Monsters University - Cinema Review

'pure “teach-your-kids-about-how-the-world-actually-is” gold'

After the mediocre Cars 2 and the enjoyable but safe Brave, Monsters University sees Pixar coming very close to a return to form. “Form” for cinema’s premier animation studio is WALL-E, Up and - the most recent example - Toy Story 3. It’s a high bar Pixar have set themselves, but a bar they have in the past consistently not only reached but also pushed higher and higher. Monsters University is ultimately a film with profound heart, which is the key to how it succeeds where Cars 2 and Brave failed.

Not that this emotional core becomes apparent until somewhere towards the end of Monsters University’s second act. We get a cute, somewhat touching pre-credits prologue in which a young Mike Wazowski (Billy Crystal) is inspired to become a “scarer” during a school trip to (where else?) Monsters, Incorporated. However, once the action starts proper the film feels a little too much like Pixar enjoying being back on familiar, successful turf but never really stretching themselves.

Much of the university and its inhabitants are beautifully realised and humorous enough, but as Pixar introduces us to more and more of this new corner of the monsters’ world it becomes increasingly apparent that MU is never quite as engaging or impassioned as Monstropolis and its famous factory. It’s important to keep in mind the extremely high bar Monsters, Inc. set for its prequel, however: on its own merits Monsters University’s first half is genuinely entertaining and far more well-crafted than the vast majority of rival animation studios’ output.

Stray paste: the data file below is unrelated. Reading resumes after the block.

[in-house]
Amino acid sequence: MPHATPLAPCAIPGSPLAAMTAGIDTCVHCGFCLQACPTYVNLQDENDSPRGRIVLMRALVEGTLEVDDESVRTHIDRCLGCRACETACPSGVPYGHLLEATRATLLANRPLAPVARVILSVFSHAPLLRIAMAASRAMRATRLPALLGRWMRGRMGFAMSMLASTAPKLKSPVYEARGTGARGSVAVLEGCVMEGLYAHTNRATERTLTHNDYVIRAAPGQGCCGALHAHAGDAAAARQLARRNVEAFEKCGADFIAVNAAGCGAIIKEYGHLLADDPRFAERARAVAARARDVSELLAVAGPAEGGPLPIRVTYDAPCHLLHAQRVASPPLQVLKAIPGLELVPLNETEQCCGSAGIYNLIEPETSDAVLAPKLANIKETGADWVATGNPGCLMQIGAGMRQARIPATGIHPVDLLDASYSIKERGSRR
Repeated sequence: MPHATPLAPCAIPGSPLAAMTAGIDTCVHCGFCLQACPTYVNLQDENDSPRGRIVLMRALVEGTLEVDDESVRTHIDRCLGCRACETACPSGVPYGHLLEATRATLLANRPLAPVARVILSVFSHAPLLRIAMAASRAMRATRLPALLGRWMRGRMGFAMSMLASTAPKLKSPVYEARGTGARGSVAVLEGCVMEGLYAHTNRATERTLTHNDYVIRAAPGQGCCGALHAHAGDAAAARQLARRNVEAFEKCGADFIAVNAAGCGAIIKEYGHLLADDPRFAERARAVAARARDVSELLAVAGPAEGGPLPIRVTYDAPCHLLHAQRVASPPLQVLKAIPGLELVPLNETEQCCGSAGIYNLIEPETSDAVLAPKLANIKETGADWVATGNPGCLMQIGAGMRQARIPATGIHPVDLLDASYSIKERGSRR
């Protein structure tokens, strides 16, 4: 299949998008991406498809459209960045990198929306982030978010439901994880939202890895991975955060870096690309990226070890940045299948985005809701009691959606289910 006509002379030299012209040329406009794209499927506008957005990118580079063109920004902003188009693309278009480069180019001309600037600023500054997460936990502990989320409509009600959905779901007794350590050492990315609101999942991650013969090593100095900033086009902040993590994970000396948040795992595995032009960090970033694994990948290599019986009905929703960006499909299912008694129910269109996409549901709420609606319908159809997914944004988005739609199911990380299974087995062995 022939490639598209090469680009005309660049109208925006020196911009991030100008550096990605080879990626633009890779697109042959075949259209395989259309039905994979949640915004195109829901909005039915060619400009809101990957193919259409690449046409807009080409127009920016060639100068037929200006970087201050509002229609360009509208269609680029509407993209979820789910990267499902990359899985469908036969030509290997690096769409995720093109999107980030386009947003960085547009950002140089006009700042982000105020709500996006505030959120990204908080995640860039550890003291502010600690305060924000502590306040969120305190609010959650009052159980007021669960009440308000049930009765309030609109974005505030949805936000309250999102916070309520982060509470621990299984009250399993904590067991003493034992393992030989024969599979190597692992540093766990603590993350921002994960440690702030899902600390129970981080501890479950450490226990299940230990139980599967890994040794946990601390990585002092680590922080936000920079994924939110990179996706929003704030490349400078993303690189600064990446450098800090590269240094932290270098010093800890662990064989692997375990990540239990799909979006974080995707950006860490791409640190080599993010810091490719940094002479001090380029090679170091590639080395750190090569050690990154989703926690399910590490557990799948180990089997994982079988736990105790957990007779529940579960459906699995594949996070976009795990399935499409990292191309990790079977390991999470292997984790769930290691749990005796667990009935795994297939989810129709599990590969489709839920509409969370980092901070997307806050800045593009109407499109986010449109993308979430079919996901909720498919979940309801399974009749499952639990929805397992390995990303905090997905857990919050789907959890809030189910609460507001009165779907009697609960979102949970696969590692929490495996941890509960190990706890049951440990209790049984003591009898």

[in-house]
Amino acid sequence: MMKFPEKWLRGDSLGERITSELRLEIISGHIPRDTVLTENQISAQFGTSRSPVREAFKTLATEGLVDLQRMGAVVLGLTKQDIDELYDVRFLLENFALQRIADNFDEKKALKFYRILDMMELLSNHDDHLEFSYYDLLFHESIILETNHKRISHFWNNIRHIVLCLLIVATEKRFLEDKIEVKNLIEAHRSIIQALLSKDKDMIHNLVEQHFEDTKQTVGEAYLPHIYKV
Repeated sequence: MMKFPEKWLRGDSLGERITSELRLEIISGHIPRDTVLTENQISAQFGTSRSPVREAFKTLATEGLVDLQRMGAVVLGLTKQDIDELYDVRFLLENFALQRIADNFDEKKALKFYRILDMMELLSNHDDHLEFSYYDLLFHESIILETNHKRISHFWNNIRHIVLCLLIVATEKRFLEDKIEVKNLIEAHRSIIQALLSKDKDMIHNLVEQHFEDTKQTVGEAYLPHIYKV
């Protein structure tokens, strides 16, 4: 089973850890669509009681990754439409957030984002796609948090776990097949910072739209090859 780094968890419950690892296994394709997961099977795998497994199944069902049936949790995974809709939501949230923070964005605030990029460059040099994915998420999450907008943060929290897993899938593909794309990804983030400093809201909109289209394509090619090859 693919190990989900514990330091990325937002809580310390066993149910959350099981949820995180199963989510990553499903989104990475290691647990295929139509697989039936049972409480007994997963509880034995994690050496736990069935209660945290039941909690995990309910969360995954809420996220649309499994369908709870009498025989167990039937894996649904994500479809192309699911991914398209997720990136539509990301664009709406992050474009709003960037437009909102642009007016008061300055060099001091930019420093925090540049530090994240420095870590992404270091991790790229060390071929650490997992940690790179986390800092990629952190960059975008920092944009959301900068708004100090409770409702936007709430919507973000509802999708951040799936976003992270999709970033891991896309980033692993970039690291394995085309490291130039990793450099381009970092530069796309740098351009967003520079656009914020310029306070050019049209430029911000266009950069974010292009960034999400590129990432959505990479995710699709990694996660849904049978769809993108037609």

But then, as the film’s second act draws to a close, Monsters University reveals its true form and starts tugging on your heartstrings the way only Pixar at their best can. It’s no coincidence that this happens at the same moment where Mike and Sulley (John Goodman) really start to click, having spent the preceding hour as rivals. True, Mike versus Sulley provides plenty of fresh comedic ground for Crystal and Goodman to explore, but it’s when the two characters genuinely arrive on the same page that the film truly comes into itself. Monsters University contains some of the most emotionally refined dialogue performed in any Pixar film, and the tense finale is some of the studio’s finest work, genuinely breaking new ground within the Monsters franchise in inspired fashion.

Perhaps most surprising and ambitious about the heart at the centre of Monsters University is the message it puts across: just because you want something more than anything else, it doesn’t mean that that’s what you should get. It’s a refreshing moral which most animated films - indeed most Hollywood output - wouldn’t dare to put across, but which director Dan Scanlon crafts and relates perfectly. This is pure “teach-your-kids-about-how-the-world-actually-is” gold. If Monsters University maintained this level of sophistication and originality for it’s entire running time, Pixar could have matched the success of their finest films here. Taking Monsters University as the film of two halves it ends up as, this is very good - occasionally outstanding - but undeniably imperfect.

By Ben Broadribb. Ben is a regular contributor to Film Intel, having previously written at Some Like It Hot Fuzz. He is normally seen in the wild wearing t-shirts containing obscure film references. He is a geek, often unashamedly so. He's also on and Twitter.

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